Living in Colombia until recent years, Notre Dame alumnus Dr. Sebastián Murgueitio Ramírez knows first hand the barriers that cause college students to give up. Before coming to the University of Notre Dame to earn his PhD, Ramírez taught college level physics classes in his native country, where some students dropped out due to language barriers that made complex problems too difficult to understand. Ramírez never forgot those students—and coupled with his own experience as an undergraduate in Colombia—he and another Notre Dame alumna have created a startup to help students surmount the language barriers and successfully study science.
Boosted by a recent $20,000 investment from Elevate Ventures’ Community Ideation Fund, South Bend-based STUDIA.app has created a bilingual website that helps high school and college students study complex scientific topics in English and Spanish. Founded just one year ago, Ramírez says 70 teachers currently subscribe to its website.
Ramírez studied physics at a college in Colombia and taught physics classes to students there after earning his bachelor’s degree in the subject. He recalls frustrations as a student trying to find thorough explanations, and the problem became even more evident as a teacher.
“I had students who came from poorer regions of the country; those are the ones who quit the class more quickly than others,” says Ramírez, STUDIA.app chief executive officer. “As I was teaching them, it was very sad to see that just because they came from a region that didn’t have strong resources, they couldn’t perform at the college level in the physics classes.”
STUDIA.app is an online tool to help students understand complex scientific concepts by presenting problems and solutions in Spanish and English. Ramírez says it addresses a gap that exists in Colombia and the U.S.; while textbooks or websites provide problems and answers, it’s difficult to find resources that give detailed, step-by-step explanations of how to arrive at the answer.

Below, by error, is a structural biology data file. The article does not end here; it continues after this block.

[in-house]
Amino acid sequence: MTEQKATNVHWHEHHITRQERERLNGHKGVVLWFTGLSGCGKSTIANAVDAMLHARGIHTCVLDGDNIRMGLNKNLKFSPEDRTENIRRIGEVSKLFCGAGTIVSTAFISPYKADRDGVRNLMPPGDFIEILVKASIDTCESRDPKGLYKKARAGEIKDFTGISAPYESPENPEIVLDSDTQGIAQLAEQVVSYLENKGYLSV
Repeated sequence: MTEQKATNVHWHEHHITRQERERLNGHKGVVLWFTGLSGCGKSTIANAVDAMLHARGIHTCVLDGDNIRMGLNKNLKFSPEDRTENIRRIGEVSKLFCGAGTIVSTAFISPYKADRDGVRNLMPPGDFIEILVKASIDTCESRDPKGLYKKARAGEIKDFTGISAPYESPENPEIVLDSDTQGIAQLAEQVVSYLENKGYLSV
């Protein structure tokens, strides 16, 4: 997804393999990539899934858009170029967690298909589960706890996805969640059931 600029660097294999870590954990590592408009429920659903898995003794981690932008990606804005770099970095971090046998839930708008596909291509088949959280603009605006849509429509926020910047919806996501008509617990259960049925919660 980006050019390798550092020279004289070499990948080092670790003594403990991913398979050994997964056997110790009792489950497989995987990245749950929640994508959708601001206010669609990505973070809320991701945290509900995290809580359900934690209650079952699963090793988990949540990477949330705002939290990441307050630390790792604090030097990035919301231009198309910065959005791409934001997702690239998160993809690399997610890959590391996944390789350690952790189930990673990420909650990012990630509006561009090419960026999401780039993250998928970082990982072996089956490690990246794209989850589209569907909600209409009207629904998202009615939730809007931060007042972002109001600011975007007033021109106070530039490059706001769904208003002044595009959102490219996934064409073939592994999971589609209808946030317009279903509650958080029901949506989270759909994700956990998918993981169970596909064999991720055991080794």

“Even the [resources] in English focus more on the theory side of things, like how to explain a concept or topic. There’s no website dedicated to walking the student through all the steps of a problem,” says Ramírez. “There were some things in English, but they were expensive—obviously because they’re for the American population; it’s not the same to pay $5 in the U.S. as it is to pay $5 in Colombia.”
STUDIA.app also aims to eliminate the language barrier by providing detailed explanations in both Spanish and English. Ramírez says this fills a gap also in the U.S., where Hispanic students are tackling difficult scientific concepts while simultaneously trying to learn English.
“I thought, ‘How cool would it be for a Spanish-speaking student to see the exact same content they’re learning in their class in both languages to make sure they really understand what they’re learning?’” says Ramírez.
Ramírez co-founded STUDIA.app with another Notre Dame alumni, Dr. Stacy Sivinski, and Leonardo Uribe Castaño, a PhD candidate in physics at the University of Toronto. While the website currently focuses on bilingual physics explanations, the startup plans to add calculus soon and aims to expand into many other subjects.
In addition to the recent $20,000 investment, the startup earned a spot in the Race to Revenue summer accelerator at Notre Dame’s IDEA Center. STUDIA.app also won the accelerator’s award for the best College of Science venture at the 2020 McCloskey Business Competition. The startup says it’s having conversations with potential investors and seeking those that are especially interested in supporting minority-led startups.
STUDIA.app currently uses a subscription model for students and teachers, but is also exploring a license-based model, in which schools would pay a license fee for all of its students to use the website. Several pilot programs are underway now, including two schools in Colombia, and the startup is working to partner with schools in the South Bend area.
“I wish I was a student now,” laughs Ramírez, “and I could use my own website to understand any problem in physics to the smallest detail. It can be really frustrating as a student when you can’t find a detailed, complete explanation. We have something that is working now and on the web that addresses this precise issue, and we’re really excited about it.”
Ramirez says expanding internet access in Colombia will allow more students to access STUDIA.app.
Ramirez says STUDIA.app also makes its problems more familiar to the Colombian culture.